Let us look now at longer-term absolute return. A ccording to Warren Buffett: “My favourite holding period is forever.” This approach uses very wide investment discretion to create high absolute returns over time. Here ‘absolute return’ is used to differentiate from ‘relative return’. In absolute return investing there is no investable market benchmark to construct a portfolio around and so no significant investment constraints. There is also no assumption that the returns will be consistently positive in the short term.
Absolute return strategies of this type generally have these targets or characteristics:
q Long-term performance above the market return and well above inflation – CPI +6% pa would be a typical target;
q No explicit shorter-term downside target – short-term loss of capital is expected periodically;
q Volatility of close to or a little less than the market.
While investment theory anticipates positive absolute real returns over the long term from all asset classes apart from cash (otherwise why take the risk?), this longer-term investing approach depends on improving such positive absolute real returns. This improvement originates from a general disregard for the performance of reference benchmarks, meaning that such approaches cannot be tracked on a passive basis. As this approach has absolute return targets instead of market benchmarks, investors in this approach should judge the performance of their managers in relation to these targets with a more long-term view.
To understand the potential benefits of this approach to investment, it is first necessary to answer the question “Isn’t the long term just a succession of short-term periods, making the distinction above unnecessary?” We would argue that it is not. The fundamental difference is that successful long-term investment can often result in poor short-term performance, indeed the sort of performance that would lead to manager termination in mandates that are not specifically engaged on long-term monitoring parameters.
We believe that the returns available to investors have the potential to be higher if the constraints arising from the use of benchmarks are relaxed or removed. The four main arguments in support of this case are:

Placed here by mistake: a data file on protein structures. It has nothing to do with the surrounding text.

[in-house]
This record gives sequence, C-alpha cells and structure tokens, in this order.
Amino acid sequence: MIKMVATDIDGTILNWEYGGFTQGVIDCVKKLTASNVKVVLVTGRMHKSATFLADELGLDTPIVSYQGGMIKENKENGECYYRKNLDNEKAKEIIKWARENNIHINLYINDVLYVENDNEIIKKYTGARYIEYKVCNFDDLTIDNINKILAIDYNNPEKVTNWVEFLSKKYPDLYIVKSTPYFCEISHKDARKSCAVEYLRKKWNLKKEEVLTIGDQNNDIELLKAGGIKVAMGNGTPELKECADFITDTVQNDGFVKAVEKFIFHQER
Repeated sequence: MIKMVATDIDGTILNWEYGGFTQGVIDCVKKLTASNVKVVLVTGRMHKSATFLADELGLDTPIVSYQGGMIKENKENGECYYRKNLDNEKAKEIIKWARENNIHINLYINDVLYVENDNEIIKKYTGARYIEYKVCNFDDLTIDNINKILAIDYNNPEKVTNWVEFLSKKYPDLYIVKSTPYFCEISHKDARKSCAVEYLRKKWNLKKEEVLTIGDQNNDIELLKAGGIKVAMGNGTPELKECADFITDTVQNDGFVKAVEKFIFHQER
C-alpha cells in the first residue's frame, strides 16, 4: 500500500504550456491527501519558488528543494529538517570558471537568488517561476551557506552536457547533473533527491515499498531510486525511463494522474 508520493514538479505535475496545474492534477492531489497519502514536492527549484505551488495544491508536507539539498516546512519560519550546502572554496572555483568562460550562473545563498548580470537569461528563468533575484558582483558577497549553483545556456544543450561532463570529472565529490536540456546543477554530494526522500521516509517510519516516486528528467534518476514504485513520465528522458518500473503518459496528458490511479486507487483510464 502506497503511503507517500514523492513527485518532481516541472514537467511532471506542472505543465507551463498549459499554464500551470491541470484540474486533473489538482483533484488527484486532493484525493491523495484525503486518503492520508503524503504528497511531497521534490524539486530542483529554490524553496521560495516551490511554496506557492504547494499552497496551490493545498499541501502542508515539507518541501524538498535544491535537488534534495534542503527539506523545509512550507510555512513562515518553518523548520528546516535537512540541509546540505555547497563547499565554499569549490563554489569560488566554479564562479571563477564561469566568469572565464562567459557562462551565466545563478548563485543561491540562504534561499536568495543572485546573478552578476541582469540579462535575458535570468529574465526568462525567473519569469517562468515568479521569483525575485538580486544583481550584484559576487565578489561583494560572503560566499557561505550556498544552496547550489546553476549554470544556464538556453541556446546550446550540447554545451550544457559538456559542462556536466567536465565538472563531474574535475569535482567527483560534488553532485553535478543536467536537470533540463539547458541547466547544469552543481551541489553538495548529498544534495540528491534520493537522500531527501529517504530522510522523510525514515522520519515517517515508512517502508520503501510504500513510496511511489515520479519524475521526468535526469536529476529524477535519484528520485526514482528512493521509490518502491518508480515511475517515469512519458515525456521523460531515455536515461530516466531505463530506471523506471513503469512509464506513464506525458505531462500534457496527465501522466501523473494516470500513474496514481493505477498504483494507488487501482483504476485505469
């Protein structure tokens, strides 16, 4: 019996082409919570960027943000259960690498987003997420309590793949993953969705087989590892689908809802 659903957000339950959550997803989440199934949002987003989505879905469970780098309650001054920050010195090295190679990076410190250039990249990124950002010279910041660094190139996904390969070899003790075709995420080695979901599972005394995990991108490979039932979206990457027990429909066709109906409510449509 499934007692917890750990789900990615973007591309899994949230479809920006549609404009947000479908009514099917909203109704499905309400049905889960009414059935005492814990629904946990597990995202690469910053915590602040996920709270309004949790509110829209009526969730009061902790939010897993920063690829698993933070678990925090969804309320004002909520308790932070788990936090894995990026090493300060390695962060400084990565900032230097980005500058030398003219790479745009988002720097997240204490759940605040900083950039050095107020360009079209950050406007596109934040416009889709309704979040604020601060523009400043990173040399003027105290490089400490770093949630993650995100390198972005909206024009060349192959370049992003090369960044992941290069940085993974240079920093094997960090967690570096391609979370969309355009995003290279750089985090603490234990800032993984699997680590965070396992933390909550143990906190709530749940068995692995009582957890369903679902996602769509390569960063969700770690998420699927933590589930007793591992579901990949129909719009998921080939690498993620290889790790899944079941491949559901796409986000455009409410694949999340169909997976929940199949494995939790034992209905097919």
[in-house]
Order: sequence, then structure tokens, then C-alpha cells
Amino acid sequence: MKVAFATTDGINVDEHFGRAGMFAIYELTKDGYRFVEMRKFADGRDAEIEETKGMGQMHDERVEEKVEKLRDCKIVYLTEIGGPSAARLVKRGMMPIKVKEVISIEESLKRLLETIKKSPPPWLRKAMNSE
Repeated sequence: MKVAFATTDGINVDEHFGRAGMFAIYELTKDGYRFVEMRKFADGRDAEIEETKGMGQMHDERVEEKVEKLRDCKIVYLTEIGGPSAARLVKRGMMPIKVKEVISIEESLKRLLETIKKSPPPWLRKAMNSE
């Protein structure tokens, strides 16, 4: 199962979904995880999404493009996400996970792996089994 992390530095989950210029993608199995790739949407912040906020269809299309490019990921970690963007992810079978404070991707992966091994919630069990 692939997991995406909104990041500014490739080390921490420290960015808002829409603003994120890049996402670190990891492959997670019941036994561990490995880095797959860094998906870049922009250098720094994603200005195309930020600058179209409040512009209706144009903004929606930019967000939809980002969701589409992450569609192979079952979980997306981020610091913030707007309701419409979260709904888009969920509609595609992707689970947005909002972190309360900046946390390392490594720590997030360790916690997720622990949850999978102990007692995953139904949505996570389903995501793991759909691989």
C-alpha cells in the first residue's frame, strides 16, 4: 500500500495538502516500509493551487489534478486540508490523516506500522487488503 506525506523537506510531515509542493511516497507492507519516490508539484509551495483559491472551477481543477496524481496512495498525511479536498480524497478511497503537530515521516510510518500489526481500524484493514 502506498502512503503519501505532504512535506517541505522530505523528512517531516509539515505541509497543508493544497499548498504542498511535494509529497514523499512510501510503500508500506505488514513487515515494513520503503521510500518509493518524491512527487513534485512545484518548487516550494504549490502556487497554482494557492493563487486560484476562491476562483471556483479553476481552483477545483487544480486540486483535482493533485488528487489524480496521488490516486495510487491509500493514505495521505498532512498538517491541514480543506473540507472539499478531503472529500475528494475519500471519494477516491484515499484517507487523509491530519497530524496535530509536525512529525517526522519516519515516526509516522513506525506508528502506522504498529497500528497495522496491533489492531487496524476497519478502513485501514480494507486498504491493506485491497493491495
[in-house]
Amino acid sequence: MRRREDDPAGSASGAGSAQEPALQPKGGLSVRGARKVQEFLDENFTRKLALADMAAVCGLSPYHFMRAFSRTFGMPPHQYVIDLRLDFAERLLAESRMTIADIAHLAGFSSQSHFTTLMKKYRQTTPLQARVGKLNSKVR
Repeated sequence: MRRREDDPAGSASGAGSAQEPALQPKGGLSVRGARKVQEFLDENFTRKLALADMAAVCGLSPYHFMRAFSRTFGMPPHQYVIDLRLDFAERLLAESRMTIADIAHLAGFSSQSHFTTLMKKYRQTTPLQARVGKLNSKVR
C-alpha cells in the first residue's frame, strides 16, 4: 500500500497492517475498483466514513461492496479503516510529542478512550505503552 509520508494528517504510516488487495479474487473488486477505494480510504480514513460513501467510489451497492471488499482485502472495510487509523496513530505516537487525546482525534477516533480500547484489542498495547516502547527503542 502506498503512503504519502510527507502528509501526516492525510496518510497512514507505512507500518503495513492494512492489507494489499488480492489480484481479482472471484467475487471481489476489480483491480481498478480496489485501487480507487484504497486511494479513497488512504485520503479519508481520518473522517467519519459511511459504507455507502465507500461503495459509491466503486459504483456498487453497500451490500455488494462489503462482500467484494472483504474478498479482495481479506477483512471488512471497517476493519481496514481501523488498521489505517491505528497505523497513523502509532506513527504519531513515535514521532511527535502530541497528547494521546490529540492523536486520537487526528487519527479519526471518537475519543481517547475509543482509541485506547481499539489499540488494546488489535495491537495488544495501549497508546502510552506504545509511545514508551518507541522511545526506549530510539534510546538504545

q Access to certain long-term investment styles which exploit the mispricing of assets. Market prices tend at times to overshoot and undershoot their true fair values. A long time horizon is often required for prices to ‘correct’ themselves and a fundamental value investment style can exploit this, provided the manager has the patience (or its clients let it have the patience);
q Avoiding unnecessary trading costs. Long-term investors buy and sell assets less frequently than short-term investors, which results in lower overall costs in commissions, trading spreads and taxes paid;
q Earning a liquidity risk premium. Most investors value the efficiency (in terms of time and cost) at which an asset can be sold for cash. As such, there is a cost associated with liquidity that investors pay for. Long-term investors who do not require liquidity can instead earn a liquidity risk premium by investing in illiquid assets;
q Providing beneficial macro effects on corporate wealth creation. Long-term investors can engage more successfully with their investee companies and directly encourage these companies to favour long-term wealth-creation strategies. One would expect to see a virtuous cycle of efficient capital deployment, profit distributions and capital reallocation developing between investors and corporations.
We find attractions in both approaches to absolute return, but most institutional investors, even in the face of changes to international accounting standards, have a natural orientation towards the longer-term and less need for short-term stability, given the term of most liabilities. This suggests that the allocations to longer-term absolute return strategies would generally be greater than to shorter-term absolute return strategies.
In both, there are big challenges in selecting skilful managers and monitoring them well. These approaches fit best with the best governed institutions. We should also recognise that these approaches are used by many of the best investors in the world and are set to play a much bigger part in the industry.
Roger Urwin is global head of investment consulting at international consultants Watson Wyatt